The planet is facing enormous challenges caused by human activity, increasing the vulnerability of communities and ecosystems to the forces of nature. This is worsened by the effects of climate change, which is threatening the world’s coastal defences. Van Oord has responded to these challenges by developing the Climate Adaptation Action Plan. The plan is designed to encourage meaningful dialogue between stakeholders in order to provide ready-to-scale marine solutions that help increase the resilience of the communities and ecosystems of coastal areas.
As increasing greenhouse gas (GHG) emissions contribute to global warming, it is becoming more important to consider the carbon footprint of hydraulic engineering projects. This carbon footprint is more complex than previously thought however, as it can also include the carbon dynamics of the sediments from which projects are built. The purpose of this study was to provide a first approximation from sediment-related GHG emissions of dredged sediments. Using the case study of the clay ripening pilot project (‘Kleirijperij’) in Groningen, the Netherlands, one phase of sediment processing was examined: the ripening of dredged sediments for use as a clay material in dyke construction.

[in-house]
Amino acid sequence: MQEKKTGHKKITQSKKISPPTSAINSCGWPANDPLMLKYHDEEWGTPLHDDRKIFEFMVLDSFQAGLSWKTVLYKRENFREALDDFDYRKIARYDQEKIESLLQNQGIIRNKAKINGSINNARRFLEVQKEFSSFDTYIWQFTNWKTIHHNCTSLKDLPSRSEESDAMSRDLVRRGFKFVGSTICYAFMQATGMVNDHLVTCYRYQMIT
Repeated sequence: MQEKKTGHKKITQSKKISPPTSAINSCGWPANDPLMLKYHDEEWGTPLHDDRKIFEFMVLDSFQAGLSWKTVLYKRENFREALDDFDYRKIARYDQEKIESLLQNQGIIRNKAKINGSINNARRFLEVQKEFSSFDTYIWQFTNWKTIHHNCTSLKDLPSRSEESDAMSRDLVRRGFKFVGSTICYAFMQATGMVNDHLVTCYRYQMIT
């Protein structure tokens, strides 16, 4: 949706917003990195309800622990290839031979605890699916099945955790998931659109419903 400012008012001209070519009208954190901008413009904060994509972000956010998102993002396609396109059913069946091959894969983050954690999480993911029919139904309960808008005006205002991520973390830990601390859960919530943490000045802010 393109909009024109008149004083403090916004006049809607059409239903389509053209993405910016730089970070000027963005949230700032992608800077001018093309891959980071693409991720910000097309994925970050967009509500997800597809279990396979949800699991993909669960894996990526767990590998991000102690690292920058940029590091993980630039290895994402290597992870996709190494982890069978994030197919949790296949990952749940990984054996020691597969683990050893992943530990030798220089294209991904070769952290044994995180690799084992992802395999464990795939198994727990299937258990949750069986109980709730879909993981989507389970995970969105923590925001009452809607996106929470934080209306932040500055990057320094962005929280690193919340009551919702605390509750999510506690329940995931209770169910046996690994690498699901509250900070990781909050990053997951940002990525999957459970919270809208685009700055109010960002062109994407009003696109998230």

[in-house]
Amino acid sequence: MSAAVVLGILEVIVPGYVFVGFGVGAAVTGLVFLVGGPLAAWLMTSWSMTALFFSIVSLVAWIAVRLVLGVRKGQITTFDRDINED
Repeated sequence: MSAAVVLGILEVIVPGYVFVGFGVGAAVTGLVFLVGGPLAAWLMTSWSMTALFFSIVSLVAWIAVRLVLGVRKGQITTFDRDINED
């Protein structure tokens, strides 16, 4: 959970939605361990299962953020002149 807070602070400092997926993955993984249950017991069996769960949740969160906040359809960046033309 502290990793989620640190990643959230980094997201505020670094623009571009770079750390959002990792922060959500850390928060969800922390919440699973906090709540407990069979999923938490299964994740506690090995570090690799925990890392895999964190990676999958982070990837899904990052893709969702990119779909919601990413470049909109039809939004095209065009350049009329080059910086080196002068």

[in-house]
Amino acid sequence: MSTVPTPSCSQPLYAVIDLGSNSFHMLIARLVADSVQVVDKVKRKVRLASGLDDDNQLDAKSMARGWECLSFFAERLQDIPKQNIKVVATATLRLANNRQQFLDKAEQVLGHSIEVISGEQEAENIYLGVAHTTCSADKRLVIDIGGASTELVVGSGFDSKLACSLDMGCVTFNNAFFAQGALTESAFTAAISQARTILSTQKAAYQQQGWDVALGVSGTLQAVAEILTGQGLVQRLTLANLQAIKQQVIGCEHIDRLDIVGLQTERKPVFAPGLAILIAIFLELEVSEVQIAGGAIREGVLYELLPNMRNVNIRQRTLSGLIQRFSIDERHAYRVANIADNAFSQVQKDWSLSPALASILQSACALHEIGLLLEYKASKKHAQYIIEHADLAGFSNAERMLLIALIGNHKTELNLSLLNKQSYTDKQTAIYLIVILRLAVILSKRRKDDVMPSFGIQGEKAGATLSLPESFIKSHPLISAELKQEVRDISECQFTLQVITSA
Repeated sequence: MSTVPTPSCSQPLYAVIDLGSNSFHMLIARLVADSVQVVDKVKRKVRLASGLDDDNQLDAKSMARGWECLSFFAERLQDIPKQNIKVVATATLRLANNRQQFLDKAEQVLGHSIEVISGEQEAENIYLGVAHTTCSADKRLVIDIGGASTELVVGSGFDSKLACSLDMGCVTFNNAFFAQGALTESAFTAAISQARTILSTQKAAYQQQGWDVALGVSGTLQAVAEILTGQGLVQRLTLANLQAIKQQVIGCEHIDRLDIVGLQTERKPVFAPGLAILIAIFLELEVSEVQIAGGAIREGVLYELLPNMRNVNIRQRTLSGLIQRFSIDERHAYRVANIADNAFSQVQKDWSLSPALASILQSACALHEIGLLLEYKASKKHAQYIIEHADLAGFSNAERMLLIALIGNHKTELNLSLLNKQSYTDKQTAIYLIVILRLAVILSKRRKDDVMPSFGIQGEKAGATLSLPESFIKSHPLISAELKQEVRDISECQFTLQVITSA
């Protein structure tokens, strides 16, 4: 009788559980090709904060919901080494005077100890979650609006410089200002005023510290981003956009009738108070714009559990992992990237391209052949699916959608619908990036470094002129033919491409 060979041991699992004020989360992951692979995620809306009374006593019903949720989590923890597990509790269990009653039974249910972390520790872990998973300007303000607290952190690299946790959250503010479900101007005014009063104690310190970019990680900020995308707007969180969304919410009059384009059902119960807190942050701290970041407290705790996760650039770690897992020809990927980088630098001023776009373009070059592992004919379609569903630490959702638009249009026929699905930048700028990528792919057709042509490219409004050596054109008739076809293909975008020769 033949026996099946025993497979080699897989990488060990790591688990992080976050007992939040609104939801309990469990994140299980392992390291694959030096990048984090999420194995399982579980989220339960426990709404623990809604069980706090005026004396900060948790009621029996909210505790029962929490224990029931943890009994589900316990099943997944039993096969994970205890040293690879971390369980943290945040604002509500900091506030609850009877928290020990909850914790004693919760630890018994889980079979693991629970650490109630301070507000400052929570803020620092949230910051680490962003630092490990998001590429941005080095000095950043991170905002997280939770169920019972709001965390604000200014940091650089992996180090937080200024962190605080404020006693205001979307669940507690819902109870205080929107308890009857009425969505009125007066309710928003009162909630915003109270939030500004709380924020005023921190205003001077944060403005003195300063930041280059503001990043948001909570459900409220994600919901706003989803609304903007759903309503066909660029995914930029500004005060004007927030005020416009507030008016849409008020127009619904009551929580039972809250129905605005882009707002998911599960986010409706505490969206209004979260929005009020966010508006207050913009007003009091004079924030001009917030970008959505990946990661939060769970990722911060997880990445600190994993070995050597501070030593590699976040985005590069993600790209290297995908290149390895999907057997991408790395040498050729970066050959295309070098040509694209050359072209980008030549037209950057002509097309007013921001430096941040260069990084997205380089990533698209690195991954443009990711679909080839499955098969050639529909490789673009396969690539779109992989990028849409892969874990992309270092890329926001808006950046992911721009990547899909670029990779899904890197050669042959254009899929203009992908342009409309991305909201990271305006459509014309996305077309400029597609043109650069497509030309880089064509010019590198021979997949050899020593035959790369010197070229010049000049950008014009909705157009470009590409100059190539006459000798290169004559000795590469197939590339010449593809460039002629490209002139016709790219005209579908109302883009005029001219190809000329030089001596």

Over the past decades, there has been a growing interest in exploring innovative ways to minimise the environmental footprint of coastal developments and in nature-based approaches for shoreline protection. At Mubarraz Island near Abu Dhabi (UAE), an international oil company beneficially reused ~12 million m³ of dredged material to protect pipelines, construct a causeway and create mangrove habitat to manage coastal erosion. This ‘Working with Nature’ approach has provided a cost-effective nature-based solution for shoreline protection, with added benefits for biodiversity conservation.